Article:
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Published: 5 February 2009

Monday morning in Camden Town
No buses, no school, no parks:
How Camden came to a standstill

The council is happy with its response to the snow that caused chaos – but many think they should have shown more grit...

TWO days of heavy snowfall descended into farce in Camden as parks topped with picturesque snow stayed locked, ­buses were kept off the roads, schools dithered over whether they would open or not and nearly two-thirds of the council’s staff failed even to make it to their desks.
The massive disruption left some residents
wondering how councils and transport services coped during past emergencies, with one councillor claiming there was better performance when London was being bombed during the blitz.
Despite a catalogue of complaints, both the Town Hall and Transport for London (TfL), which reacted to the snow by taking every bus out of service, claimed they did a good job.
Liberal Democrat council chief Councillor Keith Moffitt led the praise: “We prioritised vulnerable people’s safety. There were lots of officers who worked through the night.
“It’s very unfair to all of them to say nobody was gritting the streets. We are pretty pleased with the performance.”
There was a queue of people who don’t agree.
While schools made their own minds up over whether they should open, the council padlocked its parks, including Waterlow Park and Kilburn Grange.
So none of the photographs taken this week of children making the most of an unexpected day off with a bit of fun were taken in the borough’s parks – everybody headed to Hampstead Heath and Primrose Hill instead (see pages 16 and 17).
The council said it did not have enough staff to open the parks, although those locked out said they had been told it was all down to – you guessed it – “health and safety”.
Paul Anderson, secretary of Friends of Waterlow Park, said: “Park lovers felt insulted that they were unable to make the choice for their own personal safety.”
In Kilburn, Ags Irwin said 30 parents and their children were barred from Kilburn Grange Park, a snowy playground out of bounds. “As television screens flashed pictures of children playing in the snow, we stood bitterly disappointed outside the gates,” said Ms Irwin. “Some of the children, clutching sledges and trays, were in tears when they realised they could not get in. The results of the health and safety were children building snowmen on the streets.”
Cllr Moffitt said last night (Wednesday): “I’d rather you were criticising me because some children couldn’t build a snowman than because a child had died on a frozen pond.”
The Town Hall’s press office said it had concentrated on “essential ser­vices”. Like gritting the roads? According to TfL, no London local author­ity gritted enough around bus depots to allow buses to even get out. And as a result, every bus was ­taken out of service without any exceptions.
The New Journal visited the Pemberton Gardens bus depot in Archway, where Metroline are based and many services running through Camden operate from. Although managers would not allow staff to speak to reporters on Tuesday, outside the gates ­drivers suggested they could have got moving.
“We just checked in and waited,” said one. “We could have got out.”
The official line from TfL is: “A large number of bus operators and garages were unable to operate a service. The majority of London’s bus services operate on local authority-maintained roads, which were particularly affected by the heavy snowfall.”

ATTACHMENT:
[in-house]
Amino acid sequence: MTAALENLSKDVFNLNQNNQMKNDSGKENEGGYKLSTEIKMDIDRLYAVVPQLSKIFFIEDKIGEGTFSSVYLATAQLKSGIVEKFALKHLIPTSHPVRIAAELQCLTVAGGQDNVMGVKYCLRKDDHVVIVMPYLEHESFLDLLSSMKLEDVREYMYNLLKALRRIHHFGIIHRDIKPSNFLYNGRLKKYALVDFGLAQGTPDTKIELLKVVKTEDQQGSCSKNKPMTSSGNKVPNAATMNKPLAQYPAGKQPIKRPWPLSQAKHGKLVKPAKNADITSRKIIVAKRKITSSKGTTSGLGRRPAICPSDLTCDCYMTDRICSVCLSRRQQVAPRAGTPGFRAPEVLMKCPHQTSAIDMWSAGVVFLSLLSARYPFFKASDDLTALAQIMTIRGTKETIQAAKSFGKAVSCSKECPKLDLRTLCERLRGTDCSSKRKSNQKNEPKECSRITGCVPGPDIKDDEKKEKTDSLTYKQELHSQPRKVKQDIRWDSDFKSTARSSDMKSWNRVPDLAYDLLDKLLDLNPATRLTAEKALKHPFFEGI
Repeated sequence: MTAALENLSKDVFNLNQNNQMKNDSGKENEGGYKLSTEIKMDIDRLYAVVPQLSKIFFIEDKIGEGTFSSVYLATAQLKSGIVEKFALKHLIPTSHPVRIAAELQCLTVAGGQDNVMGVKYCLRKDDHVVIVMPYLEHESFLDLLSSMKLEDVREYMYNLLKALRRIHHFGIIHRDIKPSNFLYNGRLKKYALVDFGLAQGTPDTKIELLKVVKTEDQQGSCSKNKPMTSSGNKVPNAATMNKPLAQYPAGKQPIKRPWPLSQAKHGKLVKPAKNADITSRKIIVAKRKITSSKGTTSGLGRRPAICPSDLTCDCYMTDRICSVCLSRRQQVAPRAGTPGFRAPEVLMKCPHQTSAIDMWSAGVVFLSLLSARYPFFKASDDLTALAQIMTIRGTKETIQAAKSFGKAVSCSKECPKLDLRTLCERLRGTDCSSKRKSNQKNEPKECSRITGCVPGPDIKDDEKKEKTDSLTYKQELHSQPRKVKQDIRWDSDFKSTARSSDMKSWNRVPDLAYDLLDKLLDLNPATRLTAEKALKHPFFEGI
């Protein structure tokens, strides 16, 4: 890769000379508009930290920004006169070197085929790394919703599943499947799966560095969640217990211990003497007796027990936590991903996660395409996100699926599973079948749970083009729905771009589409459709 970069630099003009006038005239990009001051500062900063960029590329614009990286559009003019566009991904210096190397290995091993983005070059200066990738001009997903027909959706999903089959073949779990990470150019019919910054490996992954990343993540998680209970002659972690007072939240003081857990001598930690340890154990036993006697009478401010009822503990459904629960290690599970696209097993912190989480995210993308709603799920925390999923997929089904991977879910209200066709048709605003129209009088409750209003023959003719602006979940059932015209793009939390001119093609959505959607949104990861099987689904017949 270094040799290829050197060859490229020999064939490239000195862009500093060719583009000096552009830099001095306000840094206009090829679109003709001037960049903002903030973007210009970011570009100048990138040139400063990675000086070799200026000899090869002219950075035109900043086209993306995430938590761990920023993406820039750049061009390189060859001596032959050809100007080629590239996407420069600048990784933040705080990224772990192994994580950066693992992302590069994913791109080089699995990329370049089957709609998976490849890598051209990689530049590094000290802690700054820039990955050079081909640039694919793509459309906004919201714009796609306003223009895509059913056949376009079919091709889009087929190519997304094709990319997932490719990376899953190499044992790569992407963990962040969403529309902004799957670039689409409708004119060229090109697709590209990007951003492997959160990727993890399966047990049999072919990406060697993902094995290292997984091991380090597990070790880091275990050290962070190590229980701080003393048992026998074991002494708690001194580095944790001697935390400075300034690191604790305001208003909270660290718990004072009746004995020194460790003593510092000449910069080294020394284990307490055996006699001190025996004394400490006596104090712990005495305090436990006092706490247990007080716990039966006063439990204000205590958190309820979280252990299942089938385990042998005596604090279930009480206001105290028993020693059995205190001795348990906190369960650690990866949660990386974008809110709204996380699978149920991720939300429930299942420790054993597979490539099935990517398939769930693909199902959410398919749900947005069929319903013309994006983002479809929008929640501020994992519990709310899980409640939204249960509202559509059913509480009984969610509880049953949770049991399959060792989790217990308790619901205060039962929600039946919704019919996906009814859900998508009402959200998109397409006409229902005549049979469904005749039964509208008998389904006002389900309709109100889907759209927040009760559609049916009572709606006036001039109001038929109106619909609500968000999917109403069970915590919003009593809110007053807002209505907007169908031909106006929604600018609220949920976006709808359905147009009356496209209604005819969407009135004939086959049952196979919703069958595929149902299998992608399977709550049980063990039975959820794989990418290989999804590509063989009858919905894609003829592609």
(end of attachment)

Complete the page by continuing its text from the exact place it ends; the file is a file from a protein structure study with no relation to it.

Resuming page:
Either way, Somers Town councillor Roger Robinson was among those unimpressed by the move. He said: “For God’s sake, in the Second World War we seem to have managed. We had buses running while bombs were falling.”
But hang on a minute, said the council in response, don’t blame us. “The council gritted all principal routes, including bus routes, twice between Sunday afternoon and Monday,” a spokeswoman said, before add­ing pointedly: “Particular attention was paid to keeping difficult areas of bus routes clear.”
This doesn’t always include the pavements, however. Labour councillor Jonathan Simpson said residents stayed in their homes – “trapped”, to use his words – rather than risk the ice-covered walkways.
The Royal Free Hospital in Hampstead confirmed a sudden rise in patients turning up with injuries from slips and falls – broken bones and dislocated shoulders were the main complaints.
Inside the snow-capped Town Hall, council chiefs were chuffed by the turnout of staff. Two out of three workers weren’t seen on Monday but spin that around: a third did get in.
“Yesterday’s weather was the worst London has seen in 18 years and the council understands that a large number of staff were unable to make it to work due to the widespread transport disruption,” a spokeswoman said.
And staff apparently weren’t out bombing down Parliament Hill on sledges – press officials reckon 1,500 of them logged on from home.
Camden police fared better with an 80 per cent turnout in Monday. Just one sergeant and one PCSO were unable to report for duty on its front-line response teams.
But Cllr Moffitt has urged councillors to stop the moans. In one email to a colleague he said: “Many, many of our officers have gone the extra mile to make sure residents have essential services and I hope you recognise and would wish to join us in expressing our gratitude.”
Rightly or wrongly, those caught in the blizzard of cancelled ser­vices might not be rushing to accept his invitation.

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